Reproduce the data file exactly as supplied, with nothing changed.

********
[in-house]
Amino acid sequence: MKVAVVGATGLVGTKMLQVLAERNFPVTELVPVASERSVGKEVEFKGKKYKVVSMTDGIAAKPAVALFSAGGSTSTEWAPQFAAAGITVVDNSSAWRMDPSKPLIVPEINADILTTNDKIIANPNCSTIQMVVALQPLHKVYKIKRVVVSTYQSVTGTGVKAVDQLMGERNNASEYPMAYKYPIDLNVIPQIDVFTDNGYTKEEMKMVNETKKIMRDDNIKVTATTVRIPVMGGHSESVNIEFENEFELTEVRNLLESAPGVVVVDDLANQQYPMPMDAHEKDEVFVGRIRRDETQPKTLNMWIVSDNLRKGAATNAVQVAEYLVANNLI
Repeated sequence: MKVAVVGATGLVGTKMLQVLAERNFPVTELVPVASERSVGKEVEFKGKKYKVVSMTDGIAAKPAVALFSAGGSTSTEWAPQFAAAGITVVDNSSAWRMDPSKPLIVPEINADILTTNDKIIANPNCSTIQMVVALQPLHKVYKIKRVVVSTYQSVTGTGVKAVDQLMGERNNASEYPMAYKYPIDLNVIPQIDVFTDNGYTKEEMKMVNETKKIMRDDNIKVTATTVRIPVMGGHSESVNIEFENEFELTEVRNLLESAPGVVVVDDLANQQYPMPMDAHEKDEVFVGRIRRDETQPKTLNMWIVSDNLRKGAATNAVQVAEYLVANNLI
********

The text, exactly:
[in-house]
Amino acid sequence: MKVAVVGATGLVGTKMLQVLAERNFPVTELVPVASERSVGKEVEFKGKKYKVVSMTDGIAAKPAVALFSAGGSTSTEWAPQFAAAGITVVDNSSAWRMDPSKPLIVPEINADILTTNDKIIANPNCSTIQMVVALQPLHKVYKIKRVVVSTYQSVTGTGVKAVDQLMGERNNASEYPMAYKYPIDLNVIPQIDVFTDNGYTKEEMKMVNETKKIMRDDNIKVTATTVRIPVMGGHSESVNIEFENEFELTEVRNLLESAPGVVVVDDLANQQYPMPMDAHEKDEVFVGRIRRDETQPKTLNMWIVSDNLRKGAATNAVQVAEYLVANNLI
Repeated sequence: MKVAVVGATGLVGTKMLQVLAERNFPVTELVPVASERSVGKEVEFKGKKYKVVSMTDGIAAKPAVALFSAGGSTSTEWAPQFAAAGITVVDNSSAWRMDPSKPLIVPEINADILTTNDKIIANPNCSTIQMVVALQPLHKVYKIKRVVVSTYQSVTGTGVKAVDQLMGERNNASEYPMAYKYPIDLNVIPQIDVFTDNGYTKEEMKMVNETKKIMRDDNIKVTATTVRIPVMGGHSESVNIEFENEFELTEVRNLLESAPGVVVVDDLANQQYPMPMDAHEKDEVFVGRIRRDETQPKTLNMWIVSDNLRKGAATNAVQVAEYLVANNLI